Conservation treatment of up to 11 sculptures in the collection of the Des Moines Art Center. Works are by artists Scott Burton, Alexander Calder, John Chamberlain, Carl Milles, Henry Moore, Bruce Nauman, Claes Oldenberg, George Segal, David Smith, Robert Smithson, and Frank Stella.

The Sculpture Conservation Project involves the conservation of 11 sculptural artworks of varying ages, sizes, mediums, and artistic genres. Proactive measures have been taken to develop the best strategies for a Long Range Preservation Plan for the organization, of which this project is a KEY component. Treatment of these works involves the preservation of artwork that contributes to the cultural record - works that in many cases are considered the most important in an artist's oeuvre. The works are part of a long, rich history, one that defines not only the time and place of its creation, but also the history of the our permanent collections. The sculptures are viewed, researched, and appreciated by hundreds of thousands of individuals each year. Without the necessary conservation of the sculptures the public, worldwide, is at risk for losing access to each work. Without proper treatment the sculptures will progress beyond repair.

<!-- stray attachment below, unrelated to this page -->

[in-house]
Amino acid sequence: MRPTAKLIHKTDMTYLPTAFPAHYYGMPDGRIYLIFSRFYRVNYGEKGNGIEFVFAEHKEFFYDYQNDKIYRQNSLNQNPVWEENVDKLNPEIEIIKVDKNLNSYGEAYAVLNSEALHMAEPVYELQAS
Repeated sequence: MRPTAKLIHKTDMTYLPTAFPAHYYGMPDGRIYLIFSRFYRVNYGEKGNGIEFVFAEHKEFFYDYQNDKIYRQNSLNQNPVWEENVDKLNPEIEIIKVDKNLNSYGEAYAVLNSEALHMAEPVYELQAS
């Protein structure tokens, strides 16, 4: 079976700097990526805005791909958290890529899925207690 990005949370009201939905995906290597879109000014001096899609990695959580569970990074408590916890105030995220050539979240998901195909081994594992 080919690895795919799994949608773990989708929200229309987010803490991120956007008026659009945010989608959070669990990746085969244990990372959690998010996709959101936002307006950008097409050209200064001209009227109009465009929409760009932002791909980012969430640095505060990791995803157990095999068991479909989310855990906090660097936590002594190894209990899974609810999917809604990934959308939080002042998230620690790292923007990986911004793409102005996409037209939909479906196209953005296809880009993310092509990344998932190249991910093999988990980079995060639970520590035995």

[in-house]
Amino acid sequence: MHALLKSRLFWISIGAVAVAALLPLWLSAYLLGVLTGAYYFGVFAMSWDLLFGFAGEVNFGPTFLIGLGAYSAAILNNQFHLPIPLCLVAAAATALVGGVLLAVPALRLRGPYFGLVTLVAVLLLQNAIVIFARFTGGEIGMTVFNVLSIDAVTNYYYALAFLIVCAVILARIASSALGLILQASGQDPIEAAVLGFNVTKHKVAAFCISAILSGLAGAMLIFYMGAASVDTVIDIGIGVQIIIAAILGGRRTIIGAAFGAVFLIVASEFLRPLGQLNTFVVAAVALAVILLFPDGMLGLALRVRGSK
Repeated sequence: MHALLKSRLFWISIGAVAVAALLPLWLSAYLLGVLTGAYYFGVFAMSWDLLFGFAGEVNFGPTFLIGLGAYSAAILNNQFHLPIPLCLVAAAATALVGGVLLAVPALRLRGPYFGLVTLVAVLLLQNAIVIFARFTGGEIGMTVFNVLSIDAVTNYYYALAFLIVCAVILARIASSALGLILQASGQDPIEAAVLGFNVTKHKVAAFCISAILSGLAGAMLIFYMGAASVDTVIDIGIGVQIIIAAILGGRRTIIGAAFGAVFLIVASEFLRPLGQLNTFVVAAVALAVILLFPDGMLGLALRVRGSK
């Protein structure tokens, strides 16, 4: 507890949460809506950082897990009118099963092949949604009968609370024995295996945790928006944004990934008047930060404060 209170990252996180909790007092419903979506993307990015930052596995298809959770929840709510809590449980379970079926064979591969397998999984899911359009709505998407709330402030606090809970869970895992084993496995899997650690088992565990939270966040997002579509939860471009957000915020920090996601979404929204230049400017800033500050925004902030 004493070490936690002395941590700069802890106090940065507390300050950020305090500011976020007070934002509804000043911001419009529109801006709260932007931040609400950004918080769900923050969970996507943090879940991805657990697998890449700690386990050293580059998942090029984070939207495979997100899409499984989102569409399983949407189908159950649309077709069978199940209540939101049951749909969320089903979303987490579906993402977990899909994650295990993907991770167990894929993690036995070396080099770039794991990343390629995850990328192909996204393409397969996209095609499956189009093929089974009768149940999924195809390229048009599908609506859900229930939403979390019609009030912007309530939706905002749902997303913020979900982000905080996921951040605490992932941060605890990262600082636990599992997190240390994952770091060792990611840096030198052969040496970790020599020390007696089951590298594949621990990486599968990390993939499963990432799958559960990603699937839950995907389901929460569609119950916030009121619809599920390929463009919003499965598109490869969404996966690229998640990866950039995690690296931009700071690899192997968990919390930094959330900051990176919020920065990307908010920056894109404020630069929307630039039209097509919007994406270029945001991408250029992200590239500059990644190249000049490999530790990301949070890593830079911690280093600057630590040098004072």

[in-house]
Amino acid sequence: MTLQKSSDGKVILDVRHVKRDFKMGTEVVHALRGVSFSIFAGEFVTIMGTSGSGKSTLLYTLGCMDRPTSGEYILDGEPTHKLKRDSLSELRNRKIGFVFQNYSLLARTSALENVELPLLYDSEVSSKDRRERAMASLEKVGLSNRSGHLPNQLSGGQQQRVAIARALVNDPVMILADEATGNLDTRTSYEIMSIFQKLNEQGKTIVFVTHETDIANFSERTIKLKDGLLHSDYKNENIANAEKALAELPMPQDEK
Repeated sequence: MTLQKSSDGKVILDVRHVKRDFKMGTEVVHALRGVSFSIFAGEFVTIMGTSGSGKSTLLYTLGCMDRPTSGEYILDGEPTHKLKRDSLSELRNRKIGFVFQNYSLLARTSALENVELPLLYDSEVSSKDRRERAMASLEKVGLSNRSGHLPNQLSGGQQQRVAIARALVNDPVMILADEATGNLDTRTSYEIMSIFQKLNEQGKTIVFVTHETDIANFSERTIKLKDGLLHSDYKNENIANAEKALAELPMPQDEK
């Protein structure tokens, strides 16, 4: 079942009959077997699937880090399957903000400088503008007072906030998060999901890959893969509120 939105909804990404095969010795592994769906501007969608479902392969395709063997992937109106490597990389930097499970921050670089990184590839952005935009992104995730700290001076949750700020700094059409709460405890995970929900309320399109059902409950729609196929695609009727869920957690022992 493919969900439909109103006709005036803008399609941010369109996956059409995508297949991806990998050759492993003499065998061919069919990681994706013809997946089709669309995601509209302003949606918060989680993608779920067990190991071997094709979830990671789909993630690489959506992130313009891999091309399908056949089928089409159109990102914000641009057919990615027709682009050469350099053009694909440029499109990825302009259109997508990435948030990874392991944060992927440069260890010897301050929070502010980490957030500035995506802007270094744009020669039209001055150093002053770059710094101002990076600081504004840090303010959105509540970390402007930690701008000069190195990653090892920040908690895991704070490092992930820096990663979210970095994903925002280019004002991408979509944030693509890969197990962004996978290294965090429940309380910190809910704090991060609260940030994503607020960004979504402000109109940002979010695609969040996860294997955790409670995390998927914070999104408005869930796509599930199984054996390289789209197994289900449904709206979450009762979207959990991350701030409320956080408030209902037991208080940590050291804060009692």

Project fields: Art History and Criticism
Program: Humanities Collections and Reference Resources
Division: Preservation and Access
Total amounts: $80,000 (approved); $80,000 (awarded)
Grant period: 5/1/2013 – 12/31/2015

Sanskrit Library (Providence, RI 02906-4629)
Peter Scharf (Project Director, 07/24/2012 - present)
PW-51273-13
Cataloging, Digitizing, and Integrating the Houghton Library's Indic Manuscript Collection

Cataloging of up to 1,700 Sanskrit manuscripts in the Houghton Library at Harvard University for future digitization and integration into a digital library of Sanskrit. Ultimately, about 75,000 manuscript pages would be made searchable together with Sanskrit-English lexica and other linguistic tools developed for analysis of machine-readable texts.